Struggling medtech firm Boston Scientific has had a pretty good 2013.
It's stock is up nearly 100% to $11.44 from $5.89, and the company surprised analysts by reporting better-than-expected financial results in the second quarter.
And now, Glenn Novarro, senior analyst at RBC Capital Markets, believes that Boston Scientific's strong pipeline could contribute as much as or more than $1.3 billion over the next five years. Here are some of those products:
Lotus is Boston Scientific's answer to Medtronic's, Edwards Lifesciences' and other smaller companies' transcatheter aortic valve replacement programs to treat severe artery blockage or stenosis.
The technology came to Boston Scientific when it bought California firm Sadra Medical in 2010 in a multi-year deal valued at up to $450 million. Novarro expects that Boston Scientific will receive regulatory clearance in Europe by the end of this year.
We expect BSX to launch Lotus in Europe in 4Q13 and believe it can generate revenues of $125M+ by 2017 (includes ~$25M revenues from the US). We expect BSX to initiate the pivotal IDE trial, “REPRISE III” in 2014 and enter the market in late 2016.
Like Lotus, the Vessix product also targets a big unmet need - uncontrolled hypertension. This occurs when high blood pressure in some patients cannot be regulated even though they are taking multiple medications.
This technology was also the result of an acquisition. In 2012, Boston Scientific acquired California firm Vessix Vascular for a maximum value of $425 million.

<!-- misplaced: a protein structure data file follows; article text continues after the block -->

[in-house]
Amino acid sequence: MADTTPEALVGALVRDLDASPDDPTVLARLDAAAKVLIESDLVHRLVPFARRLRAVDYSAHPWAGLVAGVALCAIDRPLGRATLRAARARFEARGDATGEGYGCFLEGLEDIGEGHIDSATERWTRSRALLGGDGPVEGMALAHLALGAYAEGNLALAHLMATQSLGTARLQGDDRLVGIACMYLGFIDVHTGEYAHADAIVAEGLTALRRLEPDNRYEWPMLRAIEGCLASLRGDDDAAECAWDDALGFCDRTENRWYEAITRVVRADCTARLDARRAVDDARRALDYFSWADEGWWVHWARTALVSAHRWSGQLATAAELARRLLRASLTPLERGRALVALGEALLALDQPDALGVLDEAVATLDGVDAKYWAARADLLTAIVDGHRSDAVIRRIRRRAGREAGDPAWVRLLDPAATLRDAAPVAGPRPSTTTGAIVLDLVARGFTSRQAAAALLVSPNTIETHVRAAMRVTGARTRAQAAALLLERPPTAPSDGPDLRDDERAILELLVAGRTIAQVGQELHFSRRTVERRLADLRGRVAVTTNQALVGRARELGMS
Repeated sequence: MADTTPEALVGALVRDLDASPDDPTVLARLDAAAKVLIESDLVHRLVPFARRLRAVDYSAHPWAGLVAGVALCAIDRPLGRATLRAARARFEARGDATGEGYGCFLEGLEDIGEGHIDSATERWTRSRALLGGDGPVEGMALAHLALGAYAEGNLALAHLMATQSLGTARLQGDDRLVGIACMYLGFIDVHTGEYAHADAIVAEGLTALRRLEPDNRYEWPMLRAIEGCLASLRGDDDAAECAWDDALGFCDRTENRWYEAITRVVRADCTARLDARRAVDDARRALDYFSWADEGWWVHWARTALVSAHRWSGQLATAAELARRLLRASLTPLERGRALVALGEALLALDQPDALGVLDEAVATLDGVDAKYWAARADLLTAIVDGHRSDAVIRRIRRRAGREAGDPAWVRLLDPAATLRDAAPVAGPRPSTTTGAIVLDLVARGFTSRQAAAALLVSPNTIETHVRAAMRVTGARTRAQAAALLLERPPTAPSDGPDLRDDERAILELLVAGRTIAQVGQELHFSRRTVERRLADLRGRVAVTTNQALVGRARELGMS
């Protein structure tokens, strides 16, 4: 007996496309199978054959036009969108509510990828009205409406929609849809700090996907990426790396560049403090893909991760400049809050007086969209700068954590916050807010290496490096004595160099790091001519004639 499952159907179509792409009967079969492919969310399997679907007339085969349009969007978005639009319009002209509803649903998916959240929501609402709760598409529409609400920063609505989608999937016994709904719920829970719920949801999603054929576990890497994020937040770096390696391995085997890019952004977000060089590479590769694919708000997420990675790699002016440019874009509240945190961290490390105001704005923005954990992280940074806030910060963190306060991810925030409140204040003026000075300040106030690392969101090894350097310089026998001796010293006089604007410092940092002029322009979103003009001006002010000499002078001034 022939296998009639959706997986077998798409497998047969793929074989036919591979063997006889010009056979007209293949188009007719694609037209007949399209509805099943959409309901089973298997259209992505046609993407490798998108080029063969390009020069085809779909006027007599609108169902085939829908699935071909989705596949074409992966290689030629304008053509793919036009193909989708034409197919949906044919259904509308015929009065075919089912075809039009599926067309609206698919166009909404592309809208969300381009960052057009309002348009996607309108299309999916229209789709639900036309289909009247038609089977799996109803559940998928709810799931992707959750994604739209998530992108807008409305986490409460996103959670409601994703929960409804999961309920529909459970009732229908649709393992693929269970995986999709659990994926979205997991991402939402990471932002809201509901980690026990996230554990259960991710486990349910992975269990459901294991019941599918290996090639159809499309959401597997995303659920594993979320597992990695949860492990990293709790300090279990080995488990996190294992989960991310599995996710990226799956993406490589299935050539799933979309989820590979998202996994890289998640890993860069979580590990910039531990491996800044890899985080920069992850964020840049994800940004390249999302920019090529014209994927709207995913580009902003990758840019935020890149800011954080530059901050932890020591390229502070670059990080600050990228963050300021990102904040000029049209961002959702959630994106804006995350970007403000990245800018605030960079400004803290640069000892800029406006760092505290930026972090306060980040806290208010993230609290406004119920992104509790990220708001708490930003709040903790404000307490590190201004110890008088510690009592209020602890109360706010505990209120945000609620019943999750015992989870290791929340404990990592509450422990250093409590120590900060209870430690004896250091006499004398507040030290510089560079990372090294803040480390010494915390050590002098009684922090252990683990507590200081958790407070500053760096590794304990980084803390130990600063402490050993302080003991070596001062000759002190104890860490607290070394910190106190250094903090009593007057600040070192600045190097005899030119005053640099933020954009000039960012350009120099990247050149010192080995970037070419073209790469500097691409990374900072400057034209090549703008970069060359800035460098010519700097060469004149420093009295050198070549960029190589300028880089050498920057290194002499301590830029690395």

The market is crowded with both big name firms like Medtronic, St. Jude Medical, Covidien and other smaller, private firms, but Novarro believes Boston's product will be able to garner around $150 million through continued rollout in Europe. The company is expected to launch a clinical trial in the U.S. in the first quarter of next year.
Novarro believes that the FDA will soon approve Boston Scientific's Promus Premier Drug-eluting stent. The product is expected to bring in an additional $50 million in the U.S. He added in his research note that Boston Scientific's management believes that the Promus Premier helped to open additional customer accounts in Europe.
The product has already stolen market share away from its competitors in the second quarter of the year.
S-ICD version 1.5
The highly anticipated sub-cutaneous ICD product, which has no leads in the heart, has been plagued by manufacturing challenges even though demand is there. There were some pricing missteps along the way too.
Novarro believes the supply problem will abate with the launch of the next version of the product as management expects to ramp production, which will help sales climb. In his research note, he writes:
In 2013, we believe the product will likely stabilize share for BSX. But in 2014, the revenue contribution should be more meaningful (~$60M). We peg peak sales likely in the neighborhood of ~$500M+.
This novel technology was also the result of another acquisition, this time of Cameron Health for up to a whopping $1.35 billion in 2012.
Novarro expects that more payers will begin to reimburse Boston Scientfic's Alair product, which is used in bronchial thermoplasty aimed at asthma patients whose symptoms aren't regulated by inhalers and drugs.
Given that there are 6-8 million patients with symptomatic severe asthma not well controlled by drug therapy, BSX estimates a $200M market in 2015, growing to over $500M-$1B in 2020. BSX has said in the
past, it hopes to launch Alair in China, India, Brazil in 2013-2014, and Japan in 2017.
Like the aforementioned products, Alair is also the result of an acquisition. Boston acquired Asthmatx for a maximum of $443.5 million in 2010.